The role of parental involvement in their children’s education, progress and success of the same cannot be over emphasized. Parents not only provide financial, emotional and motivational support.
As young five-year-olds lineup in their blue gowns to receive their certificates at Glory Nursery School in Kirangira, Mukono, the excitement cannot be hidden.
Ordinarily, university graduation scenes are what come to most people’s minds but lately, nursery schools are taking the country by storm.
In fact in urban areas, pre-school graduations are an established trend. Outfits, are usually sold for up to Shs50,000 for the “graduates”.
Glory Nursery School was holding the ceremony for the first time. “It’s just a celebration of completing pre-school and their individual development. But mostly it is a very happy day and the start of the next part of the children’s lives,” says the school director Winnie Kimera.
Part of their graduation ceremony was performing songs for the parents. And for Joram Kyazze, his favourite memory was wearing a “hat and gown”, while Regina Nakyejwe expresses a particular enjoyment of the food they were served.
Education Consultant Lindsey Mueller remarked in 2012 that she was fortunate enough to take part in the inaugural graduation ceremony of 32 students at Children of the Nations Nursery School in Lira.
“The pride they (parents) had in their children for completing nursery school was evident. The ceremony lasted more than two hours, and those nursery pupils sat attentively the entire time. Of course they are children, so there was fidgeting, but they sat and listened to each speaker who congratulated them on their success,” Mueller said.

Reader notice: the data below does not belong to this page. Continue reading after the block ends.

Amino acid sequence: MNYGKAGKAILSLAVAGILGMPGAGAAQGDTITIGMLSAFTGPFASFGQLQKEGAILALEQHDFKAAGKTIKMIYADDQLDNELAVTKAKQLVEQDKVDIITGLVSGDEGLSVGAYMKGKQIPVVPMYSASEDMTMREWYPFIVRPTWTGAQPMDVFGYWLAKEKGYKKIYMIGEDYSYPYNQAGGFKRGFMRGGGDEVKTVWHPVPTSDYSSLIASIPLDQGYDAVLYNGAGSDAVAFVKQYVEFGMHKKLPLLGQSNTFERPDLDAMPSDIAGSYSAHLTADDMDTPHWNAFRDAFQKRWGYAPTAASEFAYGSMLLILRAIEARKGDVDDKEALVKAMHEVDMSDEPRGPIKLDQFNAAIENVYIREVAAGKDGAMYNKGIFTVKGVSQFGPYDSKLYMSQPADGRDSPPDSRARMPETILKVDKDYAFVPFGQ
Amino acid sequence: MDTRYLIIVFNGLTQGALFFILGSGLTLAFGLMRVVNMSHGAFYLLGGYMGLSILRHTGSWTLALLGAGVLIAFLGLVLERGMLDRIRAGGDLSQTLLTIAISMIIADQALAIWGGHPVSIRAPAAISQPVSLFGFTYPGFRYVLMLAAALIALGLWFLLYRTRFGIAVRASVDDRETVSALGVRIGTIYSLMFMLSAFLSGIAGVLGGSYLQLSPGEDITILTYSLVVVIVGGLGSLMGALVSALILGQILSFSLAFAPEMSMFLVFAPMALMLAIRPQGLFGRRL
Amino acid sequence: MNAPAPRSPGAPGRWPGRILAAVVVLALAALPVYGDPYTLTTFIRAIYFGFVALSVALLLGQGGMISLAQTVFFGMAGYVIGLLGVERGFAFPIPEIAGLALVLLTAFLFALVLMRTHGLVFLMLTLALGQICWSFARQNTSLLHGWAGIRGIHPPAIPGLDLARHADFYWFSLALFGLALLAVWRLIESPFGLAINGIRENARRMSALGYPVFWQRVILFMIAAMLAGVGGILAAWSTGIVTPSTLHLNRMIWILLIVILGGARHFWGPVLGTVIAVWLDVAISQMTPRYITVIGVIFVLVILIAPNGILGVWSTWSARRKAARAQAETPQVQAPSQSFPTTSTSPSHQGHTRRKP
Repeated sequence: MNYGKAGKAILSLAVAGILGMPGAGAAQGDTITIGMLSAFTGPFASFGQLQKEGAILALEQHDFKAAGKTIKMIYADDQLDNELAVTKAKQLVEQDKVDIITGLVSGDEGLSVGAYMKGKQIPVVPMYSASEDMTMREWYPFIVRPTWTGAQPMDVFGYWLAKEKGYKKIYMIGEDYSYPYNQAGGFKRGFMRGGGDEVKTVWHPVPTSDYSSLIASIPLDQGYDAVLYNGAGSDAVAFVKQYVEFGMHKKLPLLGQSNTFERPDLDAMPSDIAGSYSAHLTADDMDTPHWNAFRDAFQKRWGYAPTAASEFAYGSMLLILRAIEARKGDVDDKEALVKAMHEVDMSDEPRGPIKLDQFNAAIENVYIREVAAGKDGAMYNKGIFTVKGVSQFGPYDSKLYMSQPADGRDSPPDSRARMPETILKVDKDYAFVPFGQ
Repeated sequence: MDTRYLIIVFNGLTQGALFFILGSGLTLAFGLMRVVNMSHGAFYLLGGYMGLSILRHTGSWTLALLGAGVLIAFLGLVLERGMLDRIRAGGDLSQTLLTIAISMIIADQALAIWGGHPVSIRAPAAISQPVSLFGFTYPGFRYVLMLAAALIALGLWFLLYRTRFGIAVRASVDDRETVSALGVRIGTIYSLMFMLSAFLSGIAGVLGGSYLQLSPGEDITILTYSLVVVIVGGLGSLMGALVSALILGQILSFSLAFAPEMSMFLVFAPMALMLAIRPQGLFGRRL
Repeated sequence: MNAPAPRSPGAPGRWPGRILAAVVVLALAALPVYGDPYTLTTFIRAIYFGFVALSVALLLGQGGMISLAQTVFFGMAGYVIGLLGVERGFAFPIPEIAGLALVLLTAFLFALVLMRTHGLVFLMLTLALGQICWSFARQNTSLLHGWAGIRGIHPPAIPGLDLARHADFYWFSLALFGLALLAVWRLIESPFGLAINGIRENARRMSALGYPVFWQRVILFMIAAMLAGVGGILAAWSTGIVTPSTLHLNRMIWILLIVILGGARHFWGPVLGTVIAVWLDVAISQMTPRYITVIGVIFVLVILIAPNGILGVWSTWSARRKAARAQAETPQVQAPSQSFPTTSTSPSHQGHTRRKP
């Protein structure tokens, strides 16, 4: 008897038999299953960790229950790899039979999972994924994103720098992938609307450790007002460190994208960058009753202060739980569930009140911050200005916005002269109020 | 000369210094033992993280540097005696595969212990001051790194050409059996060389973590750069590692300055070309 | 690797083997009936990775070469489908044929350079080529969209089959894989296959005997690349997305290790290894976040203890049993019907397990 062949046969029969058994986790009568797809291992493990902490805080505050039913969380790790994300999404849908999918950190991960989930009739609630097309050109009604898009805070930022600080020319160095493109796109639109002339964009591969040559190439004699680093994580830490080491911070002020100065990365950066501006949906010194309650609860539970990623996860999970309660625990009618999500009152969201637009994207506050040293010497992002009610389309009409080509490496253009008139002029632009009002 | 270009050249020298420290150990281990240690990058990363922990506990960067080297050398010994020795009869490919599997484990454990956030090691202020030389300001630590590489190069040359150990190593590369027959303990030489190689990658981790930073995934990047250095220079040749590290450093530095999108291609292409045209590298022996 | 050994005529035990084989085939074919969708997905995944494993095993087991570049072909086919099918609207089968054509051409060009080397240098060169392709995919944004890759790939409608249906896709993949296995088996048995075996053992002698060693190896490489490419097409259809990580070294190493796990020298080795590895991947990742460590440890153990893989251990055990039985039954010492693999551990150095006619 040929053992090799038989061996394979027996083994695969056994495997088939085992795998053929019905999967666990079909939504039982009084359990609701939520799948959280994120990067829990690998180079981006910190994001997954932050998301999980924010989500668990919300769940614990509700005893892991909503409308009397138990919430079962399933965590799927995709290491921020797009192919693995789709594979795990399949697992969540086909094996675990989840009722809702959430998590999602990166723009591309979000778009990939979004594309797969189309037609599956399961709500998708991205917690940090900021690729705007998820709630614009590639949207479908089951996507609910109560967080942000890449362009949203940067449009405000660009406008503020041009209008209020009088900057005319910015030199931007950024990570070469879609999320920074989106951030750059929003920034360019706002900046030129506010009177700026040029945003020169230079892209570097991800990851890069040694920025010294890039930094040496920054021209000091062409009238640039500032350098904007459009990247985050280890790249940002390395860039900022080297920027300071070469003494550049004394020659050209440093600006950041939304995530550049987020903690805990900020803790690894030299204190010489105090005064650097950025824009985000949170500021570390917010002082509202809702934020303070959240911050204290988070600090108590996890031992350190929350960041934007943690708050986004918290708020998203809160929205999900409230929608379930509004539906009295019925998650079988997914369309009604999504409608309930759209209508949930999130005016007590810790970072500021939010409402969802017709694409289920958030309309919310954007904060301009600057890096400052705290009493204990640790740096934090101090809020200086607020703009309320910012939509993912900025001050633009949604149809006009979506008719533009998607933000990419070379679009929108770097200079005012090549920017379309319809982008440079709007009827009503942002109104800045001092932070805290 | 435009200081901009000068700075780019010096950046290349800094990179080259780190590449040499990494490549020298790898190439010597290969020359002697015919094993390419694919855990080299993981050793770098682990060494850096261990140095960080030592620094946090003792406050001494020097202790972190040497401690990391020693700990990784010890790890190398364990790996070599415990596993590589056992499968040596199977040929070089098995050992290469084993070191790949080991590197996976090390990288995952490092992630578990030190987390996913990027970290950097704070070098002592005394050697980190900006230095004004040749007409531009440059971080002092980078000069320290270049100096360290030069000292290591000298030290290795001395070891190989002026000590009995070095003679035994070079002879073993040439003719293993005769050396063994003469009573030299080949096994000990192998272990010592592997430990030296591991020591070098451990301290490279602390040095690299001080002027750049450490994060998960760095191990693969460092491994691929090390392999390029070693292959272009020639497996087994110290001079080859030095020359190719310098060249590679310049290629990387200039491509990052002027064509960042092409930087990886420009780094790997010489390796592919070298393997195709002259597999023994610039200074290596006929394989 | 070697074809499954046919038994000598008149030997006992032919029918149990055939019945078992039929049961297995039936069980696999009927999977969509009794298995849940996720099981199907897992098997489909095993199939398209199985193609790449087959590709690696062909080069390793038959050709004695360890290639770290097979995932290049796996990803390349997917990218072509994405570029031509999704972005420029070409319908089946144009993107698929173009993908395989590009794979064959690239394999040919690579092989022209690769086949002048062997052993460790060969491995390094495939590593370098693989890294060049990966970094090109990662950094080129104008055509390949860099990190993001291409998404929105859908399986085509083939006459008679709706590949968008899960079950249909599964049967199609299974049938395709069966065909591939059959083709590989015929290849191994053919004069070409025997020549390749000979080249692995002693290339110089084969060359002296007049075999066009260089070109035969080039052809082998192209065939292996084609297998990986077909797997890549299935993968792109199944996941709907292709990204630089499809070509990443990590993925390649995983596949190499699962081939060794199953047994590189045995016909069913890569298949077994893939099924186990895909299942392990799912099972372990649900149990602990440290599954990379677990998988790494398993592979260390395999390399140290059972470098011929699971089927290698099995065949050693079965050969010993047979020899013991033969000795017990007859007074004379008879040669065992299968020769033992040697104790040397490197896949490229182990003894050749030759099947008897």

Nursery graduation ceremonies are a great way of marking children’s transition from nursery school to junior school. According to Kimera, this experience is great for children’s confidence and personal development.
She adds that listening to their teachers praising them, and collecting their ‘certificate’ in front of their family is a rewarding experience adding that the graduations teach children about completing different milestones in life.
Not everyone is convinced though. In 2018, Nairobi County in neighbouring Kenya banned graduation ceremonies in all their 229 pre-schools accusing teachers of using such events to swindle parents.
In 2017, commissioner for Special Needs in the Education ministry Sarah Ayesiga talked of plans to ban nursery graduations, “because it abuses the gown, which is used by people who have achieved a reasonable academic level, for example, a degree”.
Parents seem divided on the significance of pre-school ceremonies, with views varying from “nothing beats this experience” to “ridiculous”.
Some parents are in agreement, with one revealing to us she had to fork out Shs70,000 for her daughter’s graduation.
But Enid Kambaale of Bweyogerere says: “In addition to missing a whole day of work, I had to rent a gown at Shs50,000, the school sold tickets at Shs10,000 and there was a group photo that cost Shs10,000. That is too much considering the financial squeeze most parents go through to complete third term school fees. If you do not rent a gown the child will not be allowed in the group photo.”
She stresses that: “Of course we live in an era where there is a real search for rituals and people are trying to make a big deal of even the relatively ordinary aspects of life.”